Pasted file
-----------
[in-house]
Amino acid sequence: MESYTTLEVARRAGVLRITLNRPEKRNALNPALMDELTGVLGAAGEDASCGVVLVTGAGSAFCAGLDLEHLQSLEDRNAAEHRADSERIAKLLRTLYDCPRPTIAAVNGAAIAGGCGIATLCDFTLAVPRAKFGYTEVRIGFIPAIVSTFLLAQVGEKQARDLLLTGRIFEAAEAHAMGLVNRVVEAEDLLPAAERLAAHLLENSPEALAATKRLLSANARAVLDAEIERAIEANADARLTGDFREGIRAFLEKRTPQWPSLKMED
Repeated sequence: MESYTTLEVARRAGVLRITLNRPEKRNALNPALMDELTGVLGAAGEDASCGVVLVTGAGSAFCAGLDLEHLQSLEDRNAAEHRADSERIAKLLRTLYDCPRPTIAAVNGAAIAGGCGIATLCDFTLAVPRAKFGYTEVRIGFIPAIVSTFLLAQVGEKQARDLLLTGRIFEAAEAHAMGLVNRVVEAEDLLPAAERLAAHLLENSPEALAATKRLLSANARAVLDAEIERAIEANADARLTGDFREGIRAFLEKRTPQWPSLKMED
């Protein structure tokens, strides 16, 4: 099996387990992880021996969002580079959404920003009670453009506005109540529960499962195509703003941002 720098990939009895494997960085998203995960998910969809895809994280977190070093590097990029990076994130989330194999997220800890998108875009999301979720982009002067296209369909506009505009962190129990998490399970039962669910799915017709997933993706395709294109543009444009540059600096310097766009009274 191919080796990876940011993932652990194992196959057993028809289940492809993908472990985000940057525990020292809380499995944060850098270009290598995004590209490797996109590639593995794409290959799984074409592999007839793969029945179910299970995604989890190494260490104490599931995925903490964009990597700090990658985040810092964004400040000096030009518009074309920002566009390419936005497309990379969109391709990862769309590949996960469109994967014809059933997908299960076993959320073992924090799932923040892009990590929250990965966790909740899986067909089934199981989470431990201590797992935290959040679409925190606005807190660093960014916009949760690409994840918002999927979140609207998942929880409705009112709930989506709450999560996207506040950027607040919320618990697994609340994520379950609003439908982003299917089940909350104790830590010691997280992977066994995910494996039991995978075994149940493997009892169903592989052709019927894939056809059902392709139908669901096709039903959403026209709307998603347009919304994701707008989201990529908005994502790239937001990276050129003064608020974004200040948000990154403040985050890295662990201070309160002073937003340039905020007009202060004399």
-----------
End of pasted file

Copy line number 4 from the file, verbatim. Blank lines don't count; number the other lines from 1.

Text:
């Protein structure tokens, strides 16, 4: 099996387990992880021996969002580079959404920003009670453009506005109540529960499962195509703003941002 720098990939009895494997960085998203995960998910969809895809994280977190070093590097990029990076994130989330194999997220800890998108875009999301979720982009002067296209369909506009505009962190129990998490399970039962669910799915017709997933993706395709294109543009444009540059600096310097766009009274 191919080796990876940011993932652990194992196959057993028809289940492809993908472990985000940057525990020292809380499995944060850098270009290598995004590209490797996109590639593995794409290959799984074409592999007839793969029945179910299970995604989890190494260490104490599931995925903490964009990597700090990658985040810092964004400040000096030009518009074309920002566009390419936005497309990379969109391709990862769309590949996960469109994967014809059933997908299960076993959320073992924090799932923040892009990590929250990965966790909740899986067909089934199981989470431990201590797992935290959040679409925190606005807190660093960014916009949760690409994840918002999927979140609207998942929880409705009112709930989506709450999560996207506040950027607040919320618990697994609340994520379950609003439908982003299917089940909350104790830590010691997280992977066994995910494996039991995978075994149940493997009892169903592989052709019927894939056809059902392709139908669901096709039903959403026209709307998603347009919304994701707008989201990529908005994502790239937001990276050129003064608020974004200040948000990154403040985050890295662990201070309160002073937003340039905020007009202060004399």